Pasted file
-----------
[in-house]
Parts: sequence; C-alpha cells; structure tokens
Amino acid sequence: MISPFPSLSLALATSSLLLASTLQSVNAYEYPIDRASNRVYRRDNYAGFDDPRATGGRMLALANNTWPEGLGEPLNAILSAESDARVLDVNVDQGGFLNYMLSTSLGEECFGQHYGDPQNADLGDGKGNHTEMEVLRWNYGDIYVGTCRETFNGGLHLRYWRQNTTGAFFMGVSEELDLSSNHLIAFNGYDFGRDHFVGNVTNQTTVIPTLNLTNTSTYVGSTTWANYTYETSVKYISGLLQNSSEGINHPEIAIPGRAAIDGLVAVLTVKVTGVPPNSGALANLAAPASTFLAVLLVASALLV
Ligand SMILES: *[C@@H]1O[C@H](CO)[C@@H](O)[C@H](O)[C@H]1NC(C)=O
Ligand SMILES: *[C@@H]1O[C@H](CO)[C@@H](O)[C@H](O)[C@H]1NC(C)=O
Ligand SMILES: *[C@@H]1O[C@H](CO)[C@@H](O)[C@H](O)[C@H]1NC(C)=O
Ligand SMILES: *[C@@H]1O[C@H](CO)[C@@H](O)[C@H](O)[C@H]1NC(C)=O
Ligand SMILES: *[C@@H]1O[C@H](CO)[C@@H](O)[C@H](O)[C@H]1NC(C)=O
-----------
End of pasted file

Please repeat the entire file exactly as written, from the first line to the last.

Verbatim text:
[in-house]
Parts: sequence; C-alpha cells; structure tokens
Amino acid sequence: MISPFPSLSLALATSSLLLASTLQSVNAYEYPIDRASNRVYRRDNYAGFDDPRATGGRMLALANNTWPEGLGEPLNAILSAESDARVLDVNVDQGGFLNYMLSTSLGEECFGQHYGDPQNADLGDGKGNHTEMEVLRWNYGDIYVGTCRETFNGGLHLRYWRQNTTGAFFMGVSEELDLSSNHLIAFNGYDFGRDHFVGNVTNQTTVIPTLNLTNTSTYVGSTTWANYTYETSVKYISGLLQNSSEGINHPEIAIPGRAAIDGLVAVLTVKVTGVPPNSGALANLAAPASTFLAVLLVASALLV
Ligand SMILES: *[C@@H]1O[C@H](CO)[C@@H](O)[C@H](O)[C@H]1NC(C)=O
Ligand SMILES: *[C@@H]1O[C@H](CO)[C@@H](O)[C@H](O)[C@H]1NC(C)=O
Ligand SMILES: *[C@@H]1O[C@H](CO)[C@@H](O)[C@H](O)[C@H]1NC(C)=O
Ligand SMILES: *[C@@H]1O[C@H](CO)[C@@H](O)[C@H](O)[C@H]1NC(C)=O
Ligand SMILES: *[C@@H]1O[C@H](CO)[C@@H](O)[C@H](O)[C@H]1NC(C)=O